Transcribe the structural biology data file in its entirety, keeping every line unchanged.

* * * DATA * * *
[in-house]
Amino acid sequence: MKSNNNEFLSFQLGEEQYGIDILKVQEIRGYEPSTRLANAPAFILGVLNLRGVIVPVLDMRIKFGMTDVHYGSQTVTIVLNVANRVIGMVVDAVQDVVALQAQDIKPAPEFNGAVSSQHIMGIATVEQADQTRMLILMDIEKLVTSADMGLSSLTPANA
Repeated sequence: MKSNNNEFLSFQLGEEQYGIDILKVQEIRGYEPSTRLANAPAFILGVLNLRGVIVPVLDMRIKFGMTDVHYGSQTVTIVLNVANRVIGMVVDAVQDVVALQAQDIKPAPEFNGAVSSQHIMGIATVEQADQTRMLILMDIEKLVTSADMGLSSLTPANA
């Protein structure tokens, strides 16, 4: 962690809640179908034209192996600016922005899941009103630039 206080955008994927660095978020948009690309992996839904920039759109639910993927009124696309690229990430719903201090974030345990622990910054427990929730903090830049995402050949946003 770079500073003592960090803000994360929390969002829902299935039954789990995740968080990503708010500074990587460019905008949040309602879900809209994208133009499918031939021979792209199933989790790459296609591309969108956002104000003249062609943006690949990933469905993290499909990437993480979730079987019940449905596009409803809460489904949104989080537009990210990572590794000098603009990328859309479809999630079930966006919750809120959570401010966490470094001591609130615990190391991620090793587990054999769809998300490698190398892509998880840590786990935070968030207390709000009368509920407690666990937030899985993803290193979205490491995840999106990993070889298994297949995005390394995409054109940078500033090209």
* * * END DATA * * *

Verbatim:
[in-house]
Amino acid sequence: MKSNNNEFLSFQLGEEQYGIDILKVQEIRGYEPSTRLANAPAFILGVLNLRGVIVPVLDMRIKFGMTDVHYGSQTVTIVLNVANRVIGMVVDAVQDVVALQAQDIKPAPEFNGAVSSQHIMGIATVEQADQTRMLILMDIEKLVTSADMGLSSLTPANA
Repeated sequence: MKSNNNEFLSFQLGEEQYGIDILKVQEIRGYEPSTRLANAPAFILGVLNLRGVIVPVLDMRIKFGMTDVHYGSQTVTIVLNVANRVIGMVVDAVQDVVALQAQDIKPAPEFNGAVSSQHIMGIATVEQADQTRMLILMDIEKLVTSADMGLSSLTPANA
């Protein structure tokens, strides 16, 4: 962690809640179908034209192996600016922005899941009103630039 206080955008994927660095978020948009690309992996839904920039759109639910993927009124696309690229990430719903201090974030345990622990910054427990929730903090830049995402050949946003 770079500073003592960090803000994360929390969002829902299935039954789990995740968080990503708010500074990587460019905008949040309602879900809209994208133009499918031939021979792209199933989790790459296609591309969108956002104000003249062609943006690949990933469905993290499909990437993480979730079987019940449905596009409803809460489904949104989080537009990210990572590794000098603009990328859309479809999630079930966006919750809120959570401010966490470094001591609130615990190391991620090793587990054999769809998300490698190398892509998880840590786990935070968030207390709000009368509920407690666990937030899985993803290193979205490491995840999106990993070889298994297949995005390394995409054109940078500033090209």